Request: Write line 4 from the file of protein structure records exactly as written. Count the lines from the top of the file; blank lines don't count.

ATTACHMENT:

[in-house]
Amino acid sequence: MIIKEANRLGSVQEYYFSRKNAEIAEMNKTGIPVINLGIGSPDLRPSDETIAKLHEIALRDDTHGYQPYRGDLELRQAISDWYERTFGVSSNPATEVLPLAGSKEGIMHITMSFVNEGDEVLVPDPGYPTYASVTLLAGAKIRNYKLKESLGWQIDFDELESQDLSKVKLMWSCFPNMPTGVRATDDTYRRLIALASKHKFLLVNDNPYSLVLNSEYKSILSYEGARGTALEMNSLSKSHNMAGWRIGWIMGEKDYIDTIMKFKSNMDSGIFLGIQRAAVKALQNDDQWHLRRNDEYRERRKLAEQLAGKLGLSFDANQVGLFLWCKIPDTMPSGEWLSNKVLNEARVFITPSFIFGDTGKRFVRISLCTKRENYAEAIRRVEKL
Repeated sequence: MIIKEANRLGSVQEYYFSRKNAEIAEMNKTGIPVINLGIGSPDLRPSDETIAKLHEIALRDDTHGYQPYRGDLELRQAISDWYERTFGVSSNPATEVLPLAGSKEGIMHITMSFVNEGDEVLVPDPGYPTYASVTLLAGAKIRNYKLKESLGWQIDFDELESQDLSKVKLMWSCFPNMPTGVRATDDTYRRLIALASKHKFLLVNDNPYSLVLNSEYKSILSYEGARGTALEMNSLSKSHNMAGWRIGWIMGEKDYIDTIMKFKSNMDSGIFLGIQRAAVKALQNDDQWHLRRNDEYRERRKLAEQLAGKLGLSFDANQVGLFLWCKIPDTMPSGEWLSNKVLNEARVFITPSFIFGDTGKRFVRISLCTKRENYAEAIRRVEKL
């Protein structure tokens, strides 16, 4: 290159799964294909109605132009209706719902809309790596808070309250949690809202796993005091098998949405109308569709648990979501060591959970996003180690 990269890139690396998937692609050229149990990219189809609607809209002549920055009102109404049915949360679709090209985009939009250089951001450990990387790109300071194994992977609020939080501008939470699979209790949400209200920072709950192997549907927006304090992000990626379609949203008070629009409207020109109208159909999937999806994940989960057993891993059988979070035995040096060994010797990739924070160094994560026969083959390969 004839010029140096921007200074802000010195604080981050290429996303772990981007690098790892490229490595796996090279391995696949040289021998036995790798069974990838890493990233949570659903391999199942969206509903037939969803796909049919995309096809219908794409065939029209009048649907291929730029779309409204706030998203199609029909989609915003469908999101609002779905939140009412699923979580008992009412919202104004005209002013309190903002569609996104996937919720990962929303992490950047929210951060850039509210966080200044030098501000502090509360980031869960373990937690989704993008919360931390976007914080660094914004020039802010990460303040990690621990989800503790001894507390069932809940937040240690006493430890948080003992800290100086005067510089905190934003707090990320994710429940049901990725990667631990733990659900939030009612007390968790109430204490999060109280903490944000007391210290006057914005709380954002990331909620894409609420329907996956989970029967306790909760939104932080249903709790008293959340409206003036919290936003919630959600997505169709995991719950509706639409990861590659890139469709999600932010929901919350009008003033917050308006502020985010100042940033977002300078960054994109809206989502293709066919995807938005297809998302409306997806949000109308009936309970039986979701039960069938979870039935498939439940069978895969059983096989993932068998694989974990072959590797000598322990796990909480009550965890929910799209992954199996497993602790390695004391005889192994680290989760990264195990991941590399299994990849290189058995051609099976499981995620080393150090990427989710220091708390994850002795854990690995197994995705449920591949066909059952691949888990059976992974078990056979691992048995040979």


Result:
């Protein structure tokens, strides 16, 4: 290159799964294909109605132009209706719902809309790596808070309250949690809202796993005091098998949405109308569709648990979501060591959970996003180690 990269890139690396998937692609050229149990990219189809609607809209002549920055009102109404049915949360679709090209985009939009250089951001450990990387790109300071194994992977609020939080501008939470699979209790949400209200920072709950192997549907927006304090992000990626379609949203008070629009409207020109109208159909999937999806994940989960057993891993059988979070035995040096060994010797990739924070160094994560026969083959390969 004839010029140096921007200074802000010195604080981050290429996303772990981007690098790892490229490595796996090279391995696949040289021998036995790798069974990838890493990233949570659903391999199942969206509903037939969803796909049919995309096809219908794409065939029209009048649907291929730029779309409204706030998203199609029909989609915003469908999101609002779905939140009412699923979580008992009412919202104004005209002013309190903002569609996104996937919720990962929303992490950047929210951060850039509210966080200044030098501000502090509360980031869960373990937690989704993008919360931390976007914080660094914004020039802010990460303040990690621990989800503790001894507390069932809940937040240690006493430890948080003992800290100086005067510089905190934003707090990320994710429940049901990725990667631990733990659900939030009612007390968790109430204490999060109280903490944000007391210290006057914005709380954002990331909620894409609420329907996956989970029967306790909760939104932080249903709790008293959340409206003036919290936003919630959600997505169709995991719950509706639409990861590659890139469709999600932010929901919350009008003033917050308006502020985010100042940033977002300078960054994109809206989502293709066919995807938005297809998302409306997806949000109308009936309970039986979701039960069938979870039935498939439940069978895969059983096989993932068998694989974990072959590797000598322990796990909480009550965890929910799209992954199996497993602790390695004391005889192994680290989760990264195990991941590399299994990849290189058995051609099976499981995620080393150090990427989710220091708390994850002795854990690995197994995705449920591949066909059952691949888990059976992974078990056979691992048995040979």